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Author ORCID Identifier


Campus-Only Access for Five (5) Years

Document Type


Degree Name

Doctor of Philosophy (PhD)

Degree Program

Environmental Conservation

Year Degree Awarded


Month Degree Awarded


First Advisor

Todd K. Fuller

Second Advisor

Peter I. Zahler

Third Advisor

Peter W. Houlihan

Fourth Advisor

Heidi Kretser

Subject Categories

Other Life Sciences


Livestock predation by snow leopards (Panthera uncia) and wolves (Canis lupus) in mountainous Asia is a major conservation challenge because, as a response to losses, herders may retaliate by killing predators and decreasing their populations. In the western half of Wakhan National Park (WNP) in northeastern Afghanistan, Wakhi families in 42 villages keep a variety of livestock species that are killed by snow leopards and wolves, and understanding the key factors behind this predation is vital for conflict mitigation and overall carnivore conservation in the area. To better understand livestock predation in the Wakhan Valley, I: 1) reviewed published literature from 1970-2020 on snow leopard and wolf predation on livestock across snow leopard range, aiming to identify predation factors and conflict mitigation strategies that could be applied in WNP; 2) conducted three population surveys of urial (Ovis vignei) and Siberian ibex (Capra sibirica) on the northern slopes of the Hindu Kush range in WNP, and estimated the potential carrying capacity of the area for snow leopards; and 3) interviewed herders across the 42 villages in Wakhan Valley in 2018 to estimate the annual livestock mortality and investigate predation variation as related to geographical, socio-economical, and ecological factors, and to livestock management practices among households that did and did not experience livestock losses to predators during the previous 12 months. My literature review identified 43 peer-reviewed original articles that focused on snow leopard predation on livestock, and identified livestock management, socio-economic, ecological, and policy-related factors as the main conflict domains. Predator-proofing corrals; training shepherds and improving livestock guarding; insurance schemes; and compensation for predation were the most commonly reported mitigation schemes. I found that the urial density declined from ~72/100 km2 in 2015 to ~35/100 km2 in 2018 and seemed to continue a trend in decline since 2011. Ibex densities were similar in 2015 and 2018 (~250/100 km2), but may have declined 50% since 2011. Based on wild ungulate biomass, the northern slopes of Hindu Kush along the Wakhan Valley had a potential carrying capacity of 3.6 snow leopards/100 km2in 2018. I interviewed 274 households during the predation survey throughout the valley. My survey revealed that the average number of livestock was higher for households experiencing livestock losses to predation compared to those that did not. Predation accounted for only ~19% of livestock deaths (and ~3% of all livestock) in the previous year, much less than mortality due to disease (~74%) but more than to starvation (~7%). Wolves were responsible for ~89% of predation deaths, while snow leopards were responsible for The most effective changes in livestock management to reduce losses to predators in the Wakhan Valley include improved shepherding, predator-proofing of the traditional corrals, avoidance of predator abundant areas, minimizing the period of free ranging for yaks and male cattle, carefully tending livestock in the areas where there are riparian forest and shrubland that provide cover for wolves, and keeping weak and injured animals at home until they get well be able to follow the flock in the pastures. The herders also need to keep the number of livestock to their capacity to protect. Selling a few of their livestock and investing in nighttime protection, e.g., predator-proofing their corrals, will save the rest of their livestock for many years. Installing wire meshes around the roofless enclosures in their summer camps will keep their livestock safe from nighttime raids and surplus killings. All of these management measures will be a cost to the shepherds, but their resources will be better spent on management and protection than losing it to predators anyway.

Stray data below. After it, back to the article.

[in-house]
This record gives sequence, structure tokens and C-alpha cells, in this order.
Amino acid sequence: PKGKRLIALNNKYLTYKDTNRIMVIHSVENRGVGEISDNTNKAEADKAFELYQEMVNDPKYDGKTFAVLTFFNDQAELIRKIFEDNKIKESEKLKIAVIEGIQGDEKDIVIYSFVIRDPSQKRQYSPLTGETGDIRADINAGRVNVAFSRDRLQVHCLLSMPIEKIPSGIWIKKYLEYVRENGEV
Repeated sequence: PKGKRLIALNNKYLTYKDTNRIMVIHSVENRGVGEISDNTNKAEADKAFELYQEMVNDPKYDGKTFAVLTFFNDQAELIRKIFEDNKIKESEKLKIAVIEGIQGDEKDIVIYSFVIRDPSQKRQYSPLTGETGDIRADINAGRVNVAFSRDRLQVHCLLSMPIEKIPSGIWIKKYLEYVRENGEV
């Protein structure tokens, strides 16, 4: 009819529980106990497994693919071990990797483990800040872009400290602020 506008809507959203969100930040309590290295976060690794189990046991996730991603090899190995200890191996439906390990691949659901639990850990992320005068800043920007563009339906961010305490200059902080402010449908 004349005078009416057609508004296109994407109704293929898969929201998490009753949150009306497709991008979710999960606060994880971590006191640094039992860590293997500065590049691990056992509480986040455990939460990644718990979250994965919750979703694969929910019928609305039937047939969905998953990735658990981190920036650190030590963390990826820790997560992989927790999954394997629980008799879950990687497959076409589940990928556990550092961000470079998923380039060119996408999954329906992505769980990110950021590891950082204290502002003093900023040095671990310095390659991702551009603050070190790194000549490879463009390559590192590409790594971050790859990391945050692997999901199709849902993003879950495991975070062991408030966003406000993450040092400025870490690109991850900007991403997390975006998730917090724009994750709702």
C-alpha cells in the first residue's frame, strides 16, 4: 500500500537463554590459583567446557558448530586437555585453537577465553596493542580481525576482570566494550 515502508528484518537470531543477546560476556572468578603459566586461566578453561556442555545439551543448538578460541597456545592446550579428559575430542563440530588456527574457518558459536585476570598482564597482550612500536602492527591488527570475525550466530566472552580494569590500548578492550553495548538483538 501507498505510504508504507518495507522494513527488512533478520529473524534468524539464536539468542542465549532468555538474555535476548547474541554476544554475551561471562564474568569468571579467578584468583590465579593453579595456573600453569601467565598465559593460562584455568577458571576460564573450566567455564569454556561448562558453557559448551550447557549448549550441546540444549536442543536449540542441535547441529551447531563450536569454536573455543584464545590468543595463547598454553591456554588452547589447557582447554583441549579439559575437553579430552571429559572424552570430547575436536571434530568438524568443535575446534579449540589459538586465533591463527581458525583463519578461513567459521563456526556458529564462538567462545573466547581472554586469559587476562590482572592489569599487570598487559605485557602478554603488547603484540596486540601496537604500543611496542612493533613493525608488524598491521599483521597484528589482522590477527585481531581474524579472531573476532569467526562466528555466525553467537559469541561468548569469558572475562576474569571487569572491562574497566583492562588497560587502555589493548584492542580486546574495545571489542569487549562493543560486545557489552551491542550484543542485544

Creative Commons License

Creative Commons Attribution-Noncommercial-No Derivative Works 4.0 License
This work is licensed under a Creative Commons Attribution-Noncommercial-No Derivative Works 4.0 License.